Prof Parnell has an editorial, co-authored by Michele Acuto, in Science (http://science.sciencemag.org/content/352/6288/873).
“Close to 4 billion people live in cities. As the driver of environmental challenges, accounting for nearly 70% of the world’s carbon emissions, and as sites of critical social disparities, with 863 million dwellers now living in slums, urban settlements are at the heart of global change. This momentum is unlikely to disappear, as approximately 70 million more people will move to cities by the end of this year alone. The good news is that recent multilateral processes are now appreciating this key role of cities and are increasingly prioritizing urban concerns in policy-making. Yet, how can we ensure that these steps toward a global urban governance leave no city, town, or urban dweller behind?”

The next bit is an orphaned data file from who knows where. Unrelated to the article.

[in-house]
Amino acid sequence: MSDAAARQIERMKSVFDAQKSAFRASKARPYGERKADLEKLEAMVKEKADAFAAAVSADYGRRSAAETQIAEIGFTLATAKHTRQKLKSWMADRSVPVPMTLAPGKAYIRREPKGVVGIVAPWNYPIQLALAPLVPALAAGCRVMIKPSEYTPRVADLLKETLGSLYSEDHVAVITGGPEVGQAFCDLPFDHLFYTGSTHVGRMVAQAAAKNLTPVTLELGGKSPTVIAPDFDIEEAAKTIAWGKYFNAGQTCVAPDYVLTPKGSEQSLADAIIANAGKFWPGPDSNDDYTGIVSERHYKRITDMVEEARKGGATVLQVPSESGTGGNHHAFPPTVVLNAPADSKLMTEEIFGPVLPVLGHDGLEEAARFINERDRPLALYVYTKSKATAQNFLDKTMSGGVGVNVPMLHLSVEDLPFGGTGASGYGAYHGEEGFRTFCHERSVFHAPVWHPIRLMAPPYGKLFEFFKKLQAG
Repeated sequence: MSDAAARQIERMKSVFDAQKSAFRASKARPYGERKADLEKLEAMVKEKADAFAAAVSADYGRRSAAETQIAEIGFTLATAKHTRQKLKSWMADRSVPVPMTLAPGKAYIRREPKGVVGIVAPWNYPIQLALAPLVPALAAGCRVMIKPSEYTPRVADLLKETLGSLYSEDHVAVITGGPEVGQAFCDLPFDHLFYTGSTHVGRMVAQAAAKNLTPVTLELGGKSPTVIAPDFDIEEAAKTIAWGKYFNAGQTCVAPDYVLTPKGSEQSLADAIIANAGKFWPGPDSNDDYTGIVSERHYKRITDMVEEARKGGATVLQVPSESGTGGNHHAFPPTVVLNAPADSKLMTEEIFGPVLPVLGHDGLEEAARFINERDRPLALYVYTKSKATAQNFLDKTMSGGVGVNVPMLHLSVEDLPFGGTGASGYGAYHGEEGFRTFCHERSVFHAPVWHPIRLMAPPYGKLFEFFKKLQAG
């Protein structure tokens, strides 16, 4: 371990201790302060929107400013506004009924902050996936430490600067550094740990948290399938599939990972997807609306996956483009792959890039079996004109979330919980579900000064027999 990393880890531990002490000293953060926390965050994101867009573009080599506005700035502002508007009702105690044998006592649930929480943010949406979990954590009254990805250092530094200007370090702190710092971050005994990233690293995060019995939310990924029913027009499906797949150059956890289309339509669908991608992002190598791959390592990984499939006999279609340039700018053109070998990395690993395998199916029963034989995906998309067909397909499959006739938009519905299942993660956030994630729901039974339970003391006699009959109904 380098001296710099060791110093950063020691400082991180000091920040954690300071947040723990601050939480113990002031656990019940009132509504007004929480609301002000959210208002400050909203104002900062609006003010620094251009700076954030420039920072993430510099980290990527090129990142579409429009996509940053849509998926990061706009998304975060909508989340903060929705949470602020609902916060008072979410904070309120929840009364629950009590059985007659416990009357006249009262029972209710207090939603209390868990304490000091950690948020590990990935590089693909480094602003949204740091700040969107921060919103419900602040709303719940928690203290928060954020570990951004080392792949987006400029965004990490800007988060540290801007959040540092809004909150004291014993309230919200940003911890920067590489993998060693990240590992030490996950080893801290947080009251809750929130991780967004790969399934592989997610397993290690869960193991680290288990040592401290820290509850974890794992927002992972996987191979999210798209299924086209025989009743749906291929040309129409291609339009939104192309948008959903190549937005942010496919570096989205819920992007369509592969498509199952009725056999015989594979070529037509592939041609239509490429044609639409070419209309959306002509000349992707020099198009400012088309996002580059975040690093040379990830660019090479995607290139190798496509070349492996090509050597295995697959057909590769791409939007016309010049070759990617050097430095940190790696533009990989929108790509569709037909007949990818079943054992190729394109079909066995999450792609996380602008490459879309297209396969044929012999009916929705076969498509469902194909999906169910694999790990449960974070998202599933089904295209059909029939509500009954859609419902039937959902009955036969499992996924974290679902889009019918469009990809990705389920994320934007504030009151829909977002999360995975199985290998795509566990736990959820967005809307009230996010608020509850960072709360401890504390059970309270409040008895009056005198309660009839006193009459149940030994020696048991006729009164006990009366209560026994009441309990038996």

The article argues that there is a real and pressing need for better data to achieve global urban goals: “Data-gathering capacity is underdeveloped, weak, or dysfunctional in many parts of the world. Building credi- ble local data systems requires strong governmental data institutions and university-city collaborations that, with the increasing influence of large private-sector interest and capacity, are rarely in place. Africa, Asia, and Latin America are especially data (infrastructure) poor. There is no consensus on who should set metrics, who might generate and monitor data, or what the architecture of the science-policy interface underpinning global urban governance should be. Implementing a global monitoring mechanism for cities acknowledges that there are trans- national drivers of urban change and embraces the idea that the way all cities are run will determine our com- mon future. If the Post-2030 Agenda logic of “leave no one behind” is to incorporate the logic of “leave no city behind,” then fundamental attention to fair, accessible, and effective monitoring and mechanisms is imperative.”